Our central concern remains the uncontested fact that a student group was subjected to a funding condition that restricted its political viewpoint and restricted who the group could work with. You can read the draconian emails sent to the student group in full here.
We find this unacceptable and would like some guarantee that these actions will not occur again, not just to students who hold pro-Palestinian viewpoints but to students with viewpoints on any other issue.
With that said, although we do appreciate the sentence in GSA cabinet's Nov. 23 statement that it now understands that "all student funding must be allocated by a content-neutral basis,” the remainder of that statement, combined with the several other statements released by GSA leadership over the past several days, end up only raising more questions than they answer.
In its statement, the GSA Cabinet has now admitted that there was never a policy in existence that would allow the GSA to apply viewpoint restrictions when funding student groups. This means that the GSA President was not being truthful when claiming to student groups and to the Daily Bruin that such a policy existed, and it means that the GSA President acted outside of his authority when applying his own funding restrictions to student groups. These transgressions of public trust and authority add to the GSA President’s already documented refusal to provide the public with meeting minutes and policies. The public has a right to access these.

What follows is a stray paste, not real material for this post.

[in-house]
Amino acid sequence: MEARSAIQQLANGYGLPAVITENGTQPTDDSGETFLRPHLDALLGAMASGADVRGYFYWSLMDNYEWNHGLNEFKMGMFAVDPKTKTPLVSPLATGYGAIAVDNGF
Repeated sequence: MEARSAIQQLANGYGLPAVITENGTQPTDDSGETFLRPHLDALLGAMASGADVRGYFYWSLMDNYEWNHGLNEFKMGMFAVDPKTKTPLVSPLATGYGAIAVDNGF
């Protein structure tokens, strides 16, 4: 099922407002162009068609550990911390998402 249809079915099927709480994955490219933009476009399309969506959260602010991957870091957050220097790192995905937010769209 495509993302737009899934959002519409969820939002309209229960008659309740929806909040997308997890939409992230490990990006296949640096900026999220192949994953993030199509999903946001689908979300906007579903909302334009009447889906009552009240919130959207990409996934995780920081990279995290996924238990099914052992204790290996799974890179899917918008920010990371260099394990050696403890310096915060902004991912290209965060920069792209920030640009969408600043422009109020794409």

Later in its statement, the GSA Cabinet claimed to have later passed a “conceptual resolution” about neutrality, which it never provided to the Forum for a binding vote. We cannot find any evidence of what a “conceptual resolution” is or how the GSA Cabinet is empowered to pass such a resolution in its constitution or codes. We also question how such a conceptual resolution might have been used to violate the basic First Amendment rights of the student body.
What is most clear from these issues is that another statement will not suffice to resolve this problem.
At the very least, least two things are immediately required: first, an amendment to the GSA constitution that prohibits viewpoint discrimination in funding student groups; and second, a formal statement from the university administration clarifying to both student government and the student affairs staff that advises it, that these violations of the First Amendment are not acceptable. This violation of the law never should have happened and the fact that it was allowed to occur and persist suggests an institutional failure of both the GSA and the administrative staff charged with advising it. We look forward to hearing from the UCLA administration how it plans to address the problem.